jpldoc: 10/28/2015 09:54 CDT

Diversity will be key, I agree but safety and water availability will be even more important. Most important of all is funding, of course. A new orbiter to replace MRO in 2022 and then preliminary robotic exploration are a must. We need a good reason and location to send humans because most of the budget will be spent keeping said humans alive.

Stephen: 10/29/2015 04:56 CDT

On the manned vs unmanned issue... @Karen: "For fifty times the price." But you also get 50 times the science for your buck. The Soviets had 3 lunar sample return missions that succeeded but they brought back a mere fraction of the samples--in terms of quantity and diversity--that the Apollo missions did. Not surprisingly then it was the Apollo missions and the rocks they returned which revolutionised our knowledge of the Moon, not the few grams of regolith the Soviet missions returned. Similarly, it has taken multiple missions sent over 50+ years to get to the state of knowledge about Mars that we have today. In contrast, a single manned mission could have accomplished much the same ends and more (and probably done it for much the same cost as all those unmanned missions, successful or otherwise, put together). @Karen: "I assume various resupply coming with crew." Perhaps, though I suspect the resupplying would most likely be sent ahead via an unmanned lander. Why? because such a lander would be able to carry more supplies than if you tried to bundle all them in with the crew in a single manned lander. @Karen: "…a slower orbital transfer mechanism…" Not sure what you mean by this. Do you mean something like the Aldrin recyclers? That is, a mechanism which is in a permanent orbit between Earth and Mars? @Karen: "I'm not talking about mining operations and the like" Neither was I. When you said a Mars mission would be "not like Apollo where you can lock them up in the little tin can that they arrived in for a short period of time with all systems based on expendables" the implication seemed to be that you were expecting (given that food, air, & water would be the three chief expendables of any manned mission) more recycling of air, water, and human bodily waste and (maybe) more food grown/produced (in some fashion) in the habitat.

Stephen: 10/29/2015 05:11 CDT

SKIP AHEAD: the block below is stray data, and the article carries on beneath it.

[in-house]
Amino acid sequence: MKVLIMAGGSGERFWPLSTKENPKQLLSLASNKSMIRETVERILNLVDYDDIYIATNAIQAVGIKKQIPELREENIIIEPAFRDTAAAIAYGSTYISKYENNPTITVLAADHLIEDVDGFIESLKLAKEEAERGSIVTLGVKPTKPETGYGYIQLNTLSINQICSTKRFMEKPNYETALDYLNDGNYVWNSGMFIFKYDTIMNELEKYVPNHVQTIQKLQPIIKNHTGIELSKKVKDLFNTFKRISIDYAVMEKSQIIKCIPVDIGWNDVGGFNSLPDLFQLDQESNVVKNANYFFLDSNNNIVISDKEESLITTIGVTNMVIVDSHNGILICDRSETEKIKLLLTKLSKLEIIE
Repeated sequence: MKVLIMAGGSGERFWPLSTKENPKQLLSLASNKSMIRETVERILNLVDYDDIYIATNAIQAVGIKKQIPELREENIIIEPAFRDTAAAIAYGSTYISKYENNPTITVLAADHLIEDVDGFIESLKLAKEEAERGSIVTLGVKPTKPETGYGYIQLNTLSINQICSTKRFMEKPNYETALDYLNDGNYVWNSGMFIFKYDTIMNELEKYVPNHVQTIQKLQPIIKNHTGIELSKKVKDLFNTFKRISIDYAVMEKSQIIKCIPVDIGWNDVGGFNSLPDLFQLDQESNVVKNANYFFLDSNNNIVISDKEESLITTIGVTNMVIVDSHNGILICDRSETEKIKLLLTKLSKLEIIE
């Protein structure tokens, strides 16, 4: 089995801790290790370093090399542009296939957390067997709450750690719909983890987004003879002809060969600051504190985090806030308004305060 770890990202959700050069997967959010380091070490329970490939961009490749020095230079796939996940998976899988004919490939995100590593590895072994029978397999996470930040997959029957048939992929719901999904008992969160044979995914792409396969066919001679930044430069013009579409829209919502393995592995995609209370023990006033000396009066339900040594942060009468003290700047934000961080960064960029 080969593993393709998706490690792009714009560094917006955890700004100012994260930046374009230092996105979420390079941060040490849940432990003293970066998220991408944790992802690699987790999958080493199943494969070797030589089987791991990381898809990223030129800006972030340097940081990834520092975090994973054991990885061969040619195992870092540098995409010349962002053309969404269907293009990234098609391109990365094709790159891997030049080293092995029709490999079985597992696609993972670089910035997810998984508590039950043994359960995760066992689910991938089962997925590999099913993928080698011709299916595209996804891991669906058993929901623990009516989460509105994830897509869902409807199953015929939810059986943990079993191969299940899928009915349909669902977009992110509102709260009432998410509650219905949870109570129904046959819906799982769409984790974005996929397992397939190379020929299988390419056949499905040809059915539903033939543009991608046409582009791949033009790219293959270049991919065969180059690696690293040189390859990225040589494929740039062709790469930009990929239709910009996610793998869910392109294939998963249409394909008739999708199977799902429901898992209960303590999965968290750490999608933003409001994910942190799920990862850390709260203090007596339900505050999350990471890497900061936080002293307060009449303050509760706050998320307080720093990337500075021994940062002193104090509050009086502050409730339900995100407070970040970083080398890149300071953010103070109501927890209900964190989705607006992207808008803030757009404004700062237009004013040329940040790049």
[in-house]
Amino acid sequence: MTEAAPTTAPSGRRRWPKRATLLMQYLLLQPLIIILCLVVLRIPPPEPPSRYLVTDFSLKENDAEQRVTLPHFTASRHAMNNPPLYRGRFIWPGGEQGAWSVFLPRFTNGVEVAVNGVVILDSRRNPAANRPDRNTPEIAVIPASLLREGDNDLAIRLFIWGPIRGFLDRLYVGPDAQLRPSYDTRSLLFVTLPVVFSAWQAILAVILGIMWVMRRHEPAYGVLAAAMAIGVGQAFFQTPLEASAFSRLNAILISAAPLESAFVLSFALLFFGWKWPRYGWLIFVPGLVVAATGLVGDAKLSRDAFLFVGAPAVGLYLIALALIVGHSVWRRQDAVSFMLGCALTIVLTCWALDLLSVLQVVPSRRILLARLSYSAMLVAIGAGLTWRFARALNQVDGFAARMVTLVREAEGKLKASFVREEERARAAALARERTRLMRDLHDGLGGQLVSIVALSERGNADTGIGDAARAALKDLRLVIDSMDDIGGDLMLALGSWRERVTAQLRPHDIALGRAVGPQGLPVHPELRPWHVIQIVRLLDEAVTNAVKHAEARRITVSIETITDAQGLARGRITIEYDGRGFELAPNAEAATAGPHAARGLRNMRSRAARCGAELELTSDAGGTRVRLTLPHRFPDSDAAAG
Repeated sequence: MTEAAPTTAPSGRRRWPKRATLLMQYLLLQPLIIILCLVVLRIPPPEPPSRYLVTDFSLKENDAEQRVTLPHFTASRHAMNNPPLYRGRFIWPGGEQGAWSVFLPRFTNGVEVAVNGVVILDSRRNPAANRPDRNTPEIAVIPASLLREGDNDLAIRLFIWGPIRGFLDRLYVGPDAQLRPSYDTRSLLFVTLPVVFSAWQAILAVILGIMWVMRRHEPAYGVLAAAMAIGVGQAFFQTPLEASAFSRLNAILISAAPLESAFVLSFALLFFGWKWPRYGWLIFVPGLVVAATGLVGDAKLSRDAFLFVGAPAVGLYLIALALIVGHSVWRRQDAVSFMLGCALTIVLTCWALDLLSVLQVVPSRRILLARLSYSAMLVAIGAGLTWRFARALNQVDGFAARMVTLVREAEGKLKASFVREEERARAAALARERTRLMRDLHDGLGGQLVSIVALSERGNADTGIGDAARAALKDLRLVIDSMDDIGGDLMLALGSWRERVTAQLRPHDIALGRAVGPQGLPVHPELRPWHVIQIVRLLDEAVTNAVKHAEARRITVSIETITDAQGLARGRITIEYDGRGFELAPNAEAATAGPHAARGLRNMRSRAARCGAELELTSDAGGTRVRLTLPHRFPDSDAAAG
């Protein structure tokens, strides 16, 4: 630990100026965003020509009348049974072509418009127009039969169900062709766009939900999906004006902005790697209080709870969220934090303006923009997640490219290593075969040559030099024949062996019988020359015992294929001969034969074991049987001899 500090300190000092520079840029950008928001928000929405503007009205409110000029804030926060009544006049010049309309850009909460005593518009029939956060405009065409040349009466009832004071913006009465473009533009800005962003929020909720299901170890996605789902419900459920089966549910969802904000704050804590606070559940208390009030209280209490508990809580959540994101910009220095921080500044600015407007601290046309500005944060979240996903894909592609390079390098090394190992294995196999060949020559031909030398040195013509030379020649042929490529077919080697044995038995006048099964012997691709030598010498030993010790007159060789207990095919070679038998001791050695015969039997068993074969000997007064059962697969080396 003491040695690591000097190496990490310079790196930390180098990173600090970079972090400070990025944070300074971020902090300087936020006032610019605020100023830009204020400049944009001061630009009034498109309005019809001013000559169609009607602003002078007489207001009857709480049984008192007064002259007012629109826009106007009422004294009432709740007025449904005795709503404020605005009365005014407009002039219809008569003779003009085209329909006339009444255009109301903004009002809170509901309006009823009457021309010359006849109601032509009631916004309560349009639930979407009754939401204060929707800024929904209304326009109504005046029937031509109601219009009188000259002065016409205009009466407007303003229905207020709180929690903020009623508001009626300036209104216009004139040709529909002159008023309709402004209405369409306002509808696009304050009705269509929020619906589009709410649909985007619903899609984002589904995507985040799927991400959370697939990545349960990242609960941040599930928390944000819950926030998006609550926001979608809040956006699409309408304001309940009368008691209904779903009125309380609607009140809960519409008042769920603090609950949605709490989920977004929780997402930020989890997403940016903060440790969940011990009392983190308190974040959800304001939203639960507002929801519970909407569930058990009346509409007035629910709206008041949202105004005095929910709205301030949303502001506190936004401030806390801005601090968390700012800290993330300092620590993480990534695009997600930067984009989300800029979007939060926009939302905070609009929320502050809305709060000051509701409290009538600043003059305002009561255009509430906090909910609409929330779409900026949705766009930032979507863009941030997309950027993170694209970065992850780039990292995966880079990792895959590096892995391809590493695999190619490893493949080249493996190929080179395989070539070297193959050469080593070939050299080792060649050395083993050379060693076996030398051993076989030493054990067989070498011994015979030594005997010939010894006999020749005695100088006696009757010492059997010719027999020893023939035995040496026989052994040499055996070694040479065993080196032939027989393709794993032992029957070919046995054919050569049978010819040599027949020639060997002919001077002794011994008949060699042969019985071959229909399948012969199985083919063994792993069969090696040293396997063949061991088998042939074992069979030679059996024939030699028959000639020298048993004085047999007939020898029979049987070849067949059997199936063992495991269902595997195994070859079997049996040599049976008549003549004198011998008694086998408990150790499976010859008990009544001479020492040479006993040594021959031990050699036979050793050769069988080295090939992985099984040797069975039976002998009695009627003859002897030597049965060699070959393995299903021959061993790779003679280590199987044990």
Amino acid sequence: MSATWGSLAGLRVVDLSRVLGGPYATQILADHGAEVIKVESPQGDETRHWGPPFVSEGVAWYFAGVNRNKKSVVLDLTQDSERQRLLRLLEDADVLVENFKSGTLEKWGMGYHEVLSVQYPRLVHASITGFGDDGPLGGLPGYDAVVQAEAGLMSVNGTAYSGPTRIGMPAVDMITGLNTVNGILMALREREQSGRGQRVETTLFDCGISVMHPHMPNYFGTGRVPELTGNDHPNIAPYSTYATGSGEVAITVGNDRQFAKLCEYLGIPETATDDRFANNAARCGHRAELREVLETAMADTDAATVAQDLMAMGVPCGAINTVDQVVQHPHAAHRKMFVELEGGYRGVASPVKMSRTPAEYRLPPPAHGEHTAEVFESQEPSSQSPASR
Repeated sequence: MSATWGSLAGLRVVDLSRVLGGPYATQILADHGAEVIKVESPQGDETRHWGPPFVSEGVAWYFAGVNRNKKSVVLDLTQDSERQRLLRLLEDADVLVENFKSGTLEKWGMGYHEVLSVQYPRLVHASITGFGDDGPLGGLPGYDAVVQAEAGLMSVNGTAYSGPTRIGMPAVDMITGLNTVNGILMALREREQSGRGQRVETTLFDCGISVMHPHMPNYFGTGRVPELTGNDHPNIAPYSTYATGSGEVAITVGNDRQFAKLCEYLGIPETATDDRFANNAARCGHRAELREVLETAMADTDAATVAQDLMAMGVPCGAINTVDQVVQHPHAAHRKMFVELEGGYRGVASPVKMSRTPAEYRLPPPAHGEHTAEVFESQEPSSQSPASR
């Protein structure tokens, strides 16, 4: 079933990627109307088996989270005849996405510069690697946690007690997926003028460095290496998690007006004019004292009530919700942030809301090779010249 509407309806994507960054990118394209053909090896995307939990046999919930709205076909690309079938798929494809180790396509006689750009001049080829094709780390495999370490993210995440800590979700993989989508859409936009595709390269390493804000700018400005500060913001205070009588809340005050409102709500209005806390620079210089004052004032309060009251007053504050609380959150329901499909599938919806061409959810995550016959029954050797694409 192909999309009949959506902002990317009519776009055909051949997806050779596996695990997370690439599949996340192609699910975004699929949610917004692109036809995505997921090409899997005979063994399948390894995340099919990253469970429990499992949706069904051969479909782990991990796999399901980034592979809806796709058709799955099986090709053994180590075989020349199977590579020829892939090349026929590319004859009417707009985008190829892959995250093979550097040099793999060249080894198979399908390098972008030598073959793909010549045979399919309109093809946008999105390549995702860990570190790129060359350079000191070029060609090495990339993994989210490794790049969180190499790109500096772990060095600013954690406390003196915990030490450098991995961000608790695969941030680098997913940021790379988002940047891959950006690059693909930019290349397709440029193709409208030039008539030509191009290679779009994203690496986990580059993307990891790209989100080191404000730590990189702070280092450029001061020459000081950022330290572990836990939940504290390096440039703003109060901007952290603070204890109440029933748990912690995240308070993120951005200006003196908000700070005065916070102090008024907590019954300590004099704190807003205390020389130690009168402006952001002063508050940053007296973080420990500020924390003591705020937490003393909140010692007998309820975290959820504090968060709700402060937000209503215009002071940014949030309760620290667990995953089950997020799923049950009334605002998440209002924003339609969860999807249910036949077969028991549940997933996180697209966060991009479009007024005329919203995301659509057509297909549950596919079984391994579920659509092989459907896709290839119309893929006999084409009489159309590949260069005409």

@Karen: "If you want to pick non-diverse areas on Earth, go right ahead." IMHO placing diversity as your highest priority risks placing the cart in front of the horse. First of all, the reason you are choosing diversity as a goal at all has less to do with science and more to do with the convenience of your planners and explorers so as to save on the expense of sending each mission to a different site. In short, you are doing it that way to save a buck; and as with most budget cutting measures you are doing so by cutting corners. Secondly, it strikes me that placing diversity as your highest priority risks choosing a site which may not necessarily be representative of Mars as a whole. Take Iceland, which you laud as "mind-boggling[ly]" diverse. OK, just how representative is iceland's geology and biology in terms of Earth as a whole? I ask that because Iceland is basically a volcanic island. It may well have a "mind-boggling" diversity of igneous geology, but what about sedimentary geology? How diverse it is in that? Then there is its biological diversity. How does that rack up for Iceland? @Karen: "you underestimate the amount of diversity even in Long Island, as it's been largely covered up." You could probably say that about most places on Earth. But just how is that relevant? Will a Mars site be chosen for its diversity deep underground or what can be seen on or near the surface? Will a manned Mars mission--the initial ones at any rate--be bringing along drilling rigs and mining gear or will they confine their investigations to places on or near the surface? BTW, my point in pointing to Long Island was that a 200km diameter circle is not as large as you seem to think it is, a point you then proceeded to prove (!) by pointing to Iceland, whose size is way bigger than 200 km across!